She includes quotations from philosophers, businesspeople, even Einstein.
These quotations add to the reading by showing what type(personality type, that is) of person thinks in what way.

She includes personal stories that, if they were missing, would make this a harder read.

Some of what she says has been covered before...but there isn't a book written that covers JUST new material. The way I see it, for $20 you got a few hours of intelligent introspection into what makes you the way you are...how others perceive you...and what others will be attracted (and repelled) in you. Certainly worth the price.

By the way, I'm 100% Director, married to a near 100% Negotiator. According to the book, we're a perfect match. And we are.

added 3/04/09 I noticed that most of the bad reviews are for the CD. I read the book. It must be a different experience.
15 of 16 people found the following review helpful
5.0 out of 5 stars Fascinating Book on Love and Attraction July 25 2009
By Avid Reviewer - Published on Amazon.com
Format:Audio CD|Vine Customer Review of Free Product
Fisher served as a consultant for the dating site Chemistry.c0m before it launched in February 2006. She helped to build the site by designing a questionnaire for singles and devising a "scientific" system through which these singles are classified and matched based on their responses to the questionnaire. In Why Him Why Her, Fisher talks about the principles behind this matching system, which I will briefly explain here:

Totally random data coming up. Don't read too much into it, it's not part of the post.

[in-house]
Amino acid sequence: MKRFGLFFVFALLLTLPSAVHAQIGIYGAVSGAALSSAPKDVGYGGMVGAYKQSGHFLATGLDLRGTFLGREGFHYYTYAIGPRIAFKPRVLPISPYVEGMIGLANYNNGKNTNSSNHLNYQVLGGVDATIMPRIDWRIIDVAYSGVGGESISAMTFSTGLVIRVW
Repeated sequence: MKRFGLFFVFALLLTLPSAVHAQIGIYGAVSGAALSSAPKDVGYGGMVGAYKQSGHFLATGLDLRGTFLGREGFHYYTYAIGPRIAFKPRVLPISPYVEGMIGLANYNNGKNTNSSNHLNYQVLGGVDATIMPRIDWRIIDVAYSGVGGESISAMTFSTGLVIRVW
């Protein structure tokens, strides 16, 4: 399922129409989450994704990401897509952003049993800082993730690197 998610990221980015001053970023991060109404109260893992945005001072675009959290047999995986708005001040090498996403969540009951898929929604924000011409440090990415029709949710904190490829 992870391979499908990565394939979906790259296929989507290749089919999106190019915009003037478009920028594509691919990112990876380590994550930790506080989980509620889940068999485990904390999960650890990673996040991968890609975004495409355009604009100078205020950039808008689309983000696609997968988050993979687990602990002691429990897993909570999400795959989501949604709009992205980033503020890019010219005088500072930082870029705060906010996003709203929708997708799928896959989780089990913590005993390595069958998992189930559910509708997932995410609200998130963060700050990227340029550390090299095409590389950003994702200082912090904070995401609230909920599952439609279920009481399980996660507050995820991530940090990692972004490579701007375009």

The questionnaire is used to determine how closely a person conforms to each of four personality types: (1) Explorer (2) Builder (3) Director (4) Negotiator. A person has a primary personality type and a secondary personality type. For example, a person may be foremost a Director (her primary personality type) and then a Builder (her secondary personality type).

Some traits that stand out for:
(1) an Explorer: risk taker, enthusiastic, curious, spontaneous, impulsive, susceptible to boredom, etc.
(2) a Builder: cautious, loyal, traditional, orderly, predictable, tenacious, meticulous planner, etc.
(3) a Director: bold, direct, logical, analytical, exacting, focused, etc.
(4) a Negotiator: imaginative, intuitive, harmony-loving, empathetic, etc.

Explorers tend to seek Explorers, Builders tend to seek Builders, Directors tend to seek Negotiators, and Negotiators tend to seek Directors. In light of this, the question of whether attraction is based on similarity (like attract like) or complementarity (opposites attract) becomes moot. According to Fisher, if you're an Explorer or a Builder, you're attracted to a someone just like yourself; if you're a Director or a Negotiator, you're attracted to someone who is unlike (or who complements) you.